Travel Report: Cool Spots Around Gulangyu Island, China.
August 2017. As amazing as the Chinese city of Xiamen is, the real inspiration for my trip to Fujian Province was the prospect of a visit to Gulangyu Island. Reached via a fifteen-minute ferry ride from Xiamen International Passenger Terminal, I was horribly unprepared for what a battle it would be to get onto one of the hourly boats! Actually, the behaviour I witnessed in the ticket office queue was one of the most distasteful from all my Chinese adventures. Anyone even a little familiar with Chinese culture will know exactly what I’m talking about! However, in the interests of keeping this article as positive as possible, let’s jump straight in with a look at some Cool Spots Around Gulangyu.
Bypassing the large gathering of shouty hotel touts, I resolved to hang back for a minute and see where the noisy masses were heading. Once this became clear I promptly headed off in the opposite direction! Consequently, it was just a few minutes before I was alone on the waterside path with its wooden fence, rose bushes and expansive sea views. Sometime later I came across this fisherman. At first I thought he might be a mirage, what with the morning haze and slanting spears of shape shifting sunlight. But then he turned and unloaded a mouthful of spit on the floor and I thought Yup, he’s real alright!
Working my way around the island’s eastern edge, I dipped out of the path here and there to check out a number of tiny, rocky beaches. This one was the pick of the bunch, its modest platform serving as the perfect photo point. Naturally there was a girl taking a million and one selfies. But at least she was happy to stop and take one of me. Probably hoping that it would get rid of me. How disappointed she must have been.
A little further down there was an actual swimming beach, with a roped off section showing how far you could go out.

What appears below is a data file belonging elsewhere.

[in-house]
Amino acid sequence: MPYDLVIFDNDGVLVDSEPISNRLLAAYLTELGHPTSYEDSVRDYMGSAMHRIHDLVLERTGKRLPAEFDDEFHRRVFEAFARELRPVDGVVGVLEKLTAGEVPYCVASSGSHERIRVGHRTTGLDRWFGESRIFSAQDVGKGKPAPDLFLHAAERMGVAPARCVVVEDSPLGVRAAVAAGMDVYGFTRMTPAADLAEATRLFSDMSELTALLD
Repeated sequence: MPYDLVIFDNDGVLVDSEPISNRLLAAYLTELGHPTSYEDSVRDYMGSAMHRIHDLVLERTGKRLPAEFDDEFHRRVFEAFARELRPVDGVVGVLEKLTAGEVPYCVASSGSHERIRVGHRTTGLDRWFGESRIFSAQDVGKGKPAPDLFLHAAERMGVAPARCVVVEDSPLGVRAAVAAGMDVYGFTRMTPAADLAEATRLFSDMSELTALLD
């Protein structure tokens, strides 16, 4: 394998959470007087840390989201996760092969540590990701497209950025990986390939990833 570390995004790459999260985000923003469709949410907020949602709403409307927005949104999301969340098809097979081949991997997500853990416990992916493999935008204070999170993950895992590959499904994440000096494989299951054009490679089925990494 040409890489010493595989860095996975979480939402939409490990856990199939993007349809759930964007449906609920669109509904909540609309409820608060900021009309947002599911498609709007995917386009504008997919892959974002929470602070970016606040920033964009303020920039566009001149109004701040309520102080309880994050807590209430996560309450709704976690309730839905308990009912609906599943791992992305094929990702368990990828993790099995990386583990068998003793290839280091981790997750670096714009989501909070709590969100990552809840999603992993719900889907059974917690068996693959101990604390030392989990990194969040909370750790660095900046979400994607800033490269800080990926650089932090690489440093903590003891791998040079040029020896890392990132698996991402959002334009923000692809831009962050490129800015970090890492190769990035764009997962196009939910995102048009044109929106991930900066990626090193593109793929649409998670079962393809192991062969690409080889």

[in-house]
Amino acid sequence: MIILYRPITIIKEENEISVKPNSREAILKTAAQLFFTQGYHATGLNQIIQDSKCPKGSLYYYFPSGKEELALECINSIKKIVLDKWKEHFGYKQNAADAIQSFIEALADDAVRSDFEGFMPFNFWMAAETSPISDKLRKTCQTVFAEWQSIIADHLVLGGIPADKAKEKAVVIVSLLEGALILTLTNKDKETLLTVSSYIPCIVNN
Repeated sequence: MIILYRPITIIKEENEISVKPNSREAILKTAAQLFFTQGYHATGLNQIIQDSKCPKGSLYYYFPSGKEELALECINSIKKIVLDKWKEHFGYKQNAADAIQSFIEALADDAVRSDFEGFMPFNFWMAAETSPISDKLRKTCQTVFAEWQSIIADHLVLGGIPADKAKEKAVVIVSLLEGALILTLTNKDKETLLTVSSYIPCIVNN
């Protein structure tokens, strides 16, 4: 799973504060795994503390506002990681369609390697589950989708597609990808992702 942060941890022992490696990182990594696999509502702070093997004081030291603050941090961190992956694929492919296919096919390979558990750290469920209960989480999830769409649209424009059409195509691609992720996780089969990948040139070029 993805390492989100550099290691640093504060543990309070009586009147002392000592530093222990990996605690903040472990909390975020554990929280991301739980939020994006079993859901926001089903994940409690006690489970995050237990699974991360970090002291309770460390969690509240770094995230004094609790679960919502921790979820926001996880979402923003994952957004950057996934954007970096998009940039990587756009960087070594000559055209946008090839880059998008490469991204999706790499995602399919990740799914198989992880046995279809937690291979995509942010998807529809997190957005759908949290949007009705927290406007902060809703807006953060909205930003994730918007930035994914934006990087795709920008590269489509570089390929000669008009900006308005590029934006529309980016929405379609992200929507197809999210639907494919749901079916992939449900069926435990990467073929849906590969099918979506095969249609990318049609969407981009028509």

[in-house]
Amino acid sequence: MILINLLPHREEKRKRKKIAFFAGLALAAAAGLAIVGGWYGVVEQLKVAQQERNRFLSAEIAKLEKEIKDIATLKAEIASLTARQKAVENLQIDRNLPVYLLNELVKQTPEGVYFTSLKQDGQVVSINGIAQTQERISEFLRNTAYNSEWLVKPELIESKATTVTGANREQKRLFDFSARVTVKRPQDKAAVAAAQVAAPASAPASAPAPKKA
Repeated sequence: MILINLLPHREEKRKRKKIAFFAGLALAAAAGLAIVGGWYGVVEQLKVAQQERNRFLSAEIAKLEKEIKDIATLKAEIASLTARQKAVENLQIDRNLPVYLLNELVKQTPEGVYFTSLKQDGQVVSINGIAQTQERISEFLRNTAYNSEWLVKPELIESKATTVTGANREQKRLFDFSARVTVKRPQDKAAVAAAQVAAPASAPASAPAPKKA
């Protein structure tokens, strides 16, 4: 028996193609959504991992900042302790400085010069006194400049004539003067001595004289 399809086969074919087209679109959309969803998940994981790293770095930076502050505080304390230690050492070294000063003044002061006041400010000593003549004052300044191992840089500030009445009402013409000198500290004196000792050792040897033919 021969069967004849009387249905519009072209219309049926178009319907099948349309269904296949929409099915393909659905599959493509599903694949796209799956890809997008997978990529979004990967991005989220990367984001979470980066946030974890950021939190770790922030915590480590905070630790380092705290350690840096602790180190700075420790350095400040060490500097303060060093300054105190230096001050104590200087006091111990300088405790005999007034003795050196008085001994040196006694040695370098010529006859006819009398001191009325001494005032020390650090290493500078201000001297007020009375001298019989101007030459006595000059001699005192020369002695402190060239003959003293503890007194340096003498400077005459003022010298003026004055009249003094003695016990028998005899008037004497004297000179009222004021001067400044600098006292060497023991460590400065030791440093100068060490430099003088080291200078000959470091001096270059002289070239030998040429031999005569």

Cool Spots Around Gulangyu Island.
Moreover, I loved the cute little wooden lifeguard hut where an old Chinese dude keeps watch over his flock of armband wearing non-swimmers.
What sets Gulangyu apart from other Chinese islands is its fascinating colonial history. After China’s loss in the First Opium War, the city of Xiamen became a treaty port. As a result, Gulangyu became an informal international territory. Military workers, merchants and government officials subsequently settled here from all over the word, including The Netherlands, France, Germany and The U.S.
The British also played a key role in the island’s transformation, opening an embassy and appointing Indian policemen to keep order. During The Second World War, Gulangyu fell under Japanese occupation. Today you can see European style churches, Victorian mansions, former consulates and grand old hotels renovated from former hospitals. Many of these buildings have a little plaque at the entrance gate.
For a classic Gulangyu experience, make time for a lazy breakfast at one of the island’s gorgeous colonial hotels. The place I stopped at had a large stone courtyard with a sleeping cat, scattered rocking chairs and gigantic plants. I have no idea what it was called, the entire place was Chinese language only. In any case I still managed to muddle through and order, despite the language barrier. Above all the breakfast was decent, a curious mix of fruit, porridge, eggs, sausage, pastry and pickles.
There are a few sculpture parks dotted around Gulangyu. However, with no English captions whatsoever, I had no idea what I was looking at. So I decided to just breathe in the vibe and enjoy it for what it is.
It was a burning hot afternoon at this point. This woman struggled to take a shot of her friend whilst obviously not wanting to let go of her umbrella for even a second. The Chinese are petrified of the sun, look how her selfie stick juts out of the umbrella!
For more info on my discoveries here, take a peek at my other reports from Gulangyu Island.
You can also have a look at my articles on the nearby city of Xiamen.
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